Luther chastises Germany’s lords again in Friendly Admonition to Peace concerning the Twelve Articles of the Swabian Peasants published in 1525. Set against the backdrop of a Peasants’ Revolt against their lords regarding taxation and religious worship (quite common during this period), Luther addresses both the lords and the peasants in turn. His first section written to the lords is mostly wrist-slap language, speaking about honor and the grace of God. He speaks as a peer to them later about individual Articles put forth by the peasants, backing them in principle, but ultimately appealing to his audience’s lordly sense of equity. In his address to the peasants, Luther takes a mostly sympathetic tone to the principle of the revolt (the spread of the Lutheran Church), but uses very telling language to advocate for nonviolence,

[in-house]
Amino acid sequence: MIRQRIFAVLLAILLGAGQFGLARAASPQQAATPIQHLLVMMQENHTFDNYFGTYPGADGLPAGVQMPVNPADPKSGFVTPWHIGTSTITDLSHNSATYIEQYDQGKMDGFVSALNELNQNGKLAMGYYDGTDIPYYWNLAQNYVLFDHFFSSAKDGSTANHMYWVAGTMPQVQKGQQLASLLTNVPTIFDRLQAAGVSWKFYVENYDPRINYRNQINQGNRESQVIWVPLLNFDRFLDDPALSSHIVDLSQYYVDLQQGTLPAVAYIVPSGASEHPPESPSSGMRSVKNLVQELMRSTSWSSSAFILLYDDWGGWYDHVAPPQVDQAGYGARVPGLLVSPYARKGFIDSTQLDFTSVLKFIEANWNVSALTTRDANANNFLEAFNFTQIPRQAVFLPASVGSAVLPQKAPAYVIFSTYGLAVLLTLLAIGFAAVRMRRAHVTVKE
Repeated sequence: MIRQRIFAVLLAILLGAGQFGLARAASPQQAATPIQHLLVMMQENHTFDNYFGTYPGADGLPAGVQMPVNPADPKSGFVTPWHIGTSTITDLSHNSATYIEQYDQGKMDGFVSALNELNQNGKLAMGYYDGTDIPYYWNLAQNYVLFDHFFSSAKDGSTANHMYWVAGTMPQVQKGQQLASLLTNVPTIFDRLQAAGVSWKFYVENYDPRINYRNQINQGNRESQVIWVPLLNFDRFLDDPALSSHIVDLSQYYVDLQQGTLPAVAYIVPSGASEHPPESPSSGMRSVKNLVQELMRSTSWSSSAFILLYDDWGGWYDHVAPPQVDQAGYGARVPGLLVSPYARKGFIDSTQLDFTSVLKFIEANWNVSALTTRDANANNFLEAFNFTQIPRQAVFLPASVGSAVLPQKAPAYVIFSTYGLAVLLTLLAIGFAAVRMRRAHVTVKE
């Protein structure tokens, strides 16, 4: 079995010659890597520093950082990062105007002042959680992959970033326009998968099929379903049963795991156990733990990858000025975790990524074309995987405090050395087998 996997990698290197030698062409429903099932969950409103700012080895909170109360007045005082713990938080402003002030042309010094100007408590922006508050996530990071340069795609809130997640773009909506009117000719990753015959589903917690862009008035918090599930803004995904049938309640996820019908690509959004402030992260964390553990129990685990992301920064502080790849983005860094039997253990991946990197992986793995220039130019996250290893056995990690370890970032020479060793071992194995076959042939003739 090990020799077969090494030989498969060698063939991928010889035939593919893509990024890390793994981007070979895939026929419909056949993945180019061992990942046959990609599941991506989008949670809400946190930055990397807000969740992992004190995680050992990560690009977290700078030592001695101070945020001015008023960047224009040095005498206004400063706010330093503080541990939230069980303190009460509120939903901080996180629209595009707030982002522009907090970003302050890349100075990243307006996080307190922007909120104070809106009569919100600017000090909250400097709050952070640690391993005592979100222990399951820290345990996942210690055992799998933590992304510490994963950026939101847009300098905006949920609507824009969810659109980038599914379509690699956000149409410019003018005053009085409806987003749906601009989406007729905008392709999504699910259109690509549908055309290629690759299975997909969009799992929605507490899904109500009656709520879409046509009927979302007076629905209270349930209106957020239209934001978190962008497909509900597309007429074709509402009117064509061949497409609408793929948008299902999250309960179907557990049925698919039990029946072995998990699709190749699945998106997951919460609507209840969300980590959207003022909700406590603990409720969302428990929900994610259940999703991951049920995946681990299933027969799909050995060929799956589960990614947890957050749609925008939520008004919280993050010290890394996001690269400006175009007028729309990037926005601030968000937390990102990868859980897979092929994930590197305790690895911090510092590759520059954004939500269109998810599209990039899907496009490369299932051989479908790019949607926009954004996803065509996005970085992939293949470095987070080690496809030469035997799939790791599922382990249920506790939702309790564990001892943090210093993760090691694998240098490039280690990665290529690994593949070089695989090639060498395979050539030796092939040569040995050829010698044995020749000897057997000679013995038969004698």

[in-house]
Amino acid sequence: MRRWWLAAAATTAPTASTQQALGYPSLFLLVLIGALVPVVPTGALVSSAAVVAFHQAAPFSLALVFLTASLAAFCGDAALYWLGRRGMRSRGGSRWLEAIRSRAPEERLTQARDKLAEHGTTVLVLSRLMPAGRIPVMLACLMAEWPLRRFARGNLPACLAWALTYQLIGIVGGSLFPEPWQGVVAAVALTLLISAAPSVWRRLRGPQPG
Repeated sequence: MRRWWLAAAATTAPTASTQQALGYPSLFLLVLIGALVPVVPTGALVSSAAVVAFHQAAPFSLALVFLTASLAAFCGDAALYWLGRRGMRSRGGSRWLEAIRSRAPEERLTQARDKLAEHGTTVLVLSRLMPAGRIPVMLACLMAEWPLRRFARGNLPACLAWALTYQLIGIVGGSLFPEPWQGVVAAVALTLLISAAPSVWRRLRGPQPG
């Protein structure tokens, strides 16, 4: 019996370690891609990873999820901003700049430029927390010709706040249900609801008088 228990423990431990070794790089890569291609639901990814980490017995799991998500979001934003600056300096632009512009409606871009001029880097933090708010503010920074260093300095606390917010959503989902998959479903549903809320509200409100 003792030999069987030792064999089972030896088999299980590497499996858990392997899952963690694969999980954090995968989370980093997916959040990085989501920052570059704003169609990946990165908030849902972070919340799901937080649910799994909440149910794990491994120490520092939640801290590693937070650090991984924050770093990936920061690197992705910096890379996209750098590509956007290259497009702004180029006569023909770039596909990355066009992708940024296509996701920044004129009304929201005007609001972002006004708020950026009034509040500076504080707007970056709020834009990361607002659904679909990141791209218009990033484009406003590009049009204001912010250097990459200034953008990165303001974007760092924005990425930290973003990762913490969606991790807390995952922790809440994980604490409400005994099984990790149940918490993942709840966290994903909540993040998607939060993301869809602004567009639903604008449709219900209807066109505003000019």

The fact that the rulers are wicked and unjust does not excuse tumult and rebellion, for to punish wickedness does not belong to everybody, but to the worldly rulers who bear the sword…. Now you cannot deny that your rebellion proceeds in such a way that you make yourselves your own judges, and avenge yourselves, and are unwilling to suffer any wrong. That is contrary not only to Christian law and the gospel, but also to natural law and all equity….

Friendly Admonition to Peace concerning the Twelve Articles of the Swabian Peasants. Martin Luther, 1525. ed. Hans J. Hillerbrand, 1968.

And in another shocking statement of strange teleological basis,

It is true that the rulers do wrong when they suppress the gospel and oppress you in temporal things; but you do much more wrong when you not only suppress God’s word, but tread it underfoot, and invade His authority and His law, and put yourselves above God. Besides, you take from the rulers their authority and right; nay, all that they have. For what have they left, when they have lost their authority?